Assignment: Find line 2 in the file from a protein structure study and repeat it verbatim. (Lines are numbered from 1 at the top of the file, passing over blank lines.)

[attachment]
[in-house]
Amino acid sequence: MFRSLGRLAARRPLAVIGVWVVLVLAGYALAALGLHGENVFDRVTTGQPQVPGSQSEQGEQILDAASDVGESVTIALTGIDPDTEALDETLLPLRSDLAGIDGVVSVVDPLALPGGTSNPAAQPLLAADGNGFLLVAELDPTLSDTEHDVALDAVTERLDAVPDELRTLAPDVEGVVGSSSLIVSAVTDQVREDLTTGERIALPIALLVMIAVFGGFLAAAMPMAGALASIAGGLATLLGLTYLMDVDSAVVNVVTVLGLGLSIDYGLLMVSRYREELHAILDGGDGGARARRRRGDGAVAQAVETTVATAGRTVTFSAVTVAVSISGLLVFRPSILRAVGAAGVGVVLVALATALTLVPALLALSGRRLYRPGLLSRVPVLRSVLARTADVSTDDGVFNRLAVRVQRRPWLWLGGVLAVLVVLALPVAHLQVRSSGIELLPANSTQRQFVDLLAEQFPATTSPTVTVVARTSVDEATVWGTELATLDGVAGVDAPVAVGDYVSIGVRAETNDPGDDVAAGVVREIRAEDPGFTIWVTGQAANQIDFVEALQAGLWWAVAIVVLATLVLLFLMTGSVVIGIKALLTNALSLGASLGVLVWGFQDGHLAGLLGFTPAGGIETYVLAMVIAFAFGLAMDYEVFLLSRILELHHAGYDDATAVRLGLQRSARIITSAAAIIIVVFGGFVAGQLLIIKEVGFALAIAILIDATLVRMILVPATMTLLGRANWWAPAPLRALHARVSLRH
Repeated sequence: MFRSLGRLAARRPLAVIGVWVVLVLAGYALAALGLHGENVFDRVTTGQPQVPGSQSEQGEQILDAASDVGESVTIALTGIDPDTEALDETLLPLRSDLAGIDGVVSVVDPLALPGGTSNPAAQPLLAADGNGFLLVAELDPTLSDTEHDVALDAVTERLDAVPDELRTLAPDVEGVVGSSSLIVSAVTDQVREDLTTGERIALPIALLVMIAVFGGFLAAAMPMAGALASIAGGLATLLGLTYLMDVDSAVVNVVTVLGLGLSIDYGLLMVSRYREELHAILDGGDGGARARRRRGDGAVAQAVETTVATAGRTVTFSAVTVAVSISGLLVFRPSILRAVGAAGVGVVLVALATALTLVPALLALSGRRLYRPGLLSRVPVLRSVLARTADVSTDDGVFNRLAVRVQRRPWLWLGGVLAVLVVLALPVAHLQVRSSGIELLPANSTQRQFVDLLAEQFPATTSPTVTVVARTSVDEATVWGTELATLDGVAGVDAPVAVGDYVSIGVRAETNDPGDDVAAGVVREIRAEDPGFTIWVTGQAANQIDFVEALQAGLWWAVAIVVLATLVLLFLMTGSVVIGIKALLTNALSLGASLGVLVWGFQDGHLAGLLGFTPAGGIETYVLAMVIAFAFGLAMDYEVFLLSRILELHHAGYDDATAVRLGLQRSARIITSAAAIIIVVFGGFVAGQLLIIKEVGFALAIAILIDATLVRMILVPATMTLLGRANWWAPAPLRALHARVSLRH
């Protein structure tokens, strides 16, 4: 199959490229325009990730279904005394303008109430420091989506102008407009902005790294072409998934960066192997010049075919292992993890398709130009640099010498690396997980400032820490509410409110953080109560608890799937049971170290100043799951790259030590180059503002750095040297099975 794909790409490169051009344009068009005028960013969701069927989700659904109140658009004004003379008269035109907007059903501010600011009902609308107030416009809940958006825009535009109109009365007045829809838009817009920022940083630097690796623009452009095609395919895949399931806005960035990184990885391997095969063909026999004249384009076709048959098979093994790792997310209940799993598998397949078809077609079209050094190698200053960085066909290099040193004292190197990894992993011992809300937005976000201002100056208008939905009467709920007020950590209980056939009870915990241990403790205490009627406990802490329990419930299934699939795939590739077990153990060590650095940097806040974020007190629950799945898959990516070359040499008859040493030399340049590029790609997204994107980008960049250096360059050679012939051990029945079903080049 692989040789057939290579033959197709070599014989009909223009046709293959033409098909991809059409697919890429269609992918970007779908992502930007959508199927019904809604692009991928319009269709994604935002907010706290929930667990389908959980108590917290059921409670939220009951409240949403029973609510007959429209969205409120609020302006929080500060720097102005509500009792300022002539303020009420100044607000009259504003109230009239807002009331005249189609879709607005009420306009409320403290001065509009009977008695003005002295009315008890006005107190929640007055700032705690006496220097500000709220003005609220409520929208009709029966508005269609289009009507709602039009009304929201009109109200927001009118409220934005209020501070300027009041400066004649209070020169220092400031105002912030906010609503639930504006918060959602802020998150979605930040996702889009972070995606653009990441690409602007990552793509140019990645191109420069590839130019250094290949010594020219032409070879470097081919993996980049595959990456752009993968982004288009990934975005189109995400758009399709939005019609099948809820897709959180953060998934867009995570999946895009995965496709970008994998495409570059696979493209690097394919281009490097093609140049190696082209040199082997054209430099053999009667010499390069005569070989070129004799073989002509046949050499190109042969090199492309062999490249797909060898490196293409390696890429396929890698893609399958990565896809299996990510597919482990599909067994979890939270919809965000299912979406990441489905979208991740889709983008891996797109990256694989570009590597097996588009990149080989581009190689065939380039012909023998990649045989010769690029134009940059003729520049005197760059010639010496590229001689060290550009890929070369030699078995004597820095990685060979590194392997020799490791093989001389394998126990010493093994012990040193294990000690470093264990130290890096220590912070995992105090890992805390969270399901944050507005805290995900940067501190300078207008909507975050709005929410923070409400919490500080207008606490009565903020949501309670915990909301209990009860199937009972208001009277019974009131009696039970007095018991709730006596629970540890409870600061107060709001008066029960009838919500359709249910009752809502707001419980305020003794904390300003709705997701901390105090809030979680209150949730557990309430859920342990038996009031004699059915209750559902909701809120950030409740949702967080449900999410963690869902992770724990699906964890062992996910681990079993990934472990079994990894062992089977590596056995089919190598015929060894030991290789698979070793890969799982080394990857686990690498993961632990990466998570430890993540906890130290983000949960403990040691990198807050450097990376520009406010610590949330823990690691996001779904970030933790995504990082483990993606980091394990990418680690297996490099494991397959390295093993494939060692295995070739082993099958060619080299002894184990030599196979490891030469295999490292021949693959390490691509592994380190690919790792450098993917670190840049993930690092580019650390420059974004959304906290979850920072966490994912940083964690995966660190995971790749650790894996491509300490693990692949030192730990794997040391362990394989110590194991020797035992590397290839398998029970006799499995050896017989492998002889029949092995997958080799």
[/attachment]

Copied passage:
Amino acid sequence: MFRSLGRLAARRPLAVIGVWVVLVLAGYALAALGLHGENVFDRVTTGQPQVPGSQSEQGEQILDAASDVGESVTIALTGIDPDTEALDETLLPLRSDLAGIDGVVSVVDPLALPGGTSNPAAQPLLAADGNGFLLVAELDPTLSDTEHDVALDAVTERLDAVPDELRTLAPDVEGVVGSSSLIVSAVTDQVREDLTTGERIALPIALLVMIAVFGGFLAAAMPMAGALASIAGGLATLLGLTYLMDVDSAVVNVVTVLGLGLSIDYGLLMVSRYREELHAILDGGDGGARARRRRGDGAVAQAVETTVATAGRTVTFSAVTVAVSISGLLVFRPSILRAVGAAGVGVVLVALATALTLVPALLALSGRRLYRPGLLSRVPVLRSVLARTADVSTDDGVFNRLAVRVQRRPWLWLGGVLAVLVVLALPVAHLQVRSSGIELLPANSTQRQFVDLLAEQFPATTSPTVTVVARTSVDEATVWGTELATLDGVAGVDAPVAVGDYVSIGVRAETNDPGDDVAAGVVREIRAEDPGFTIWVTGQAANQIDFVEALQAGLWWAVAIVVLATLVLLFLMTGSVVIGIKALLTNALSLGASLGVLVWGFQDGHLAGLLGFTPAGGIETYVLAMVIAFAFGLAMDYEVFLLSRILELHHAGYDDATAVRLGLQRSARIITSAAAIIIVVFGGFVAGQLLIIKEVGFALAIAILIDATLVRMILVPATMTLLGRANWWAPAPLRALHARVSLRH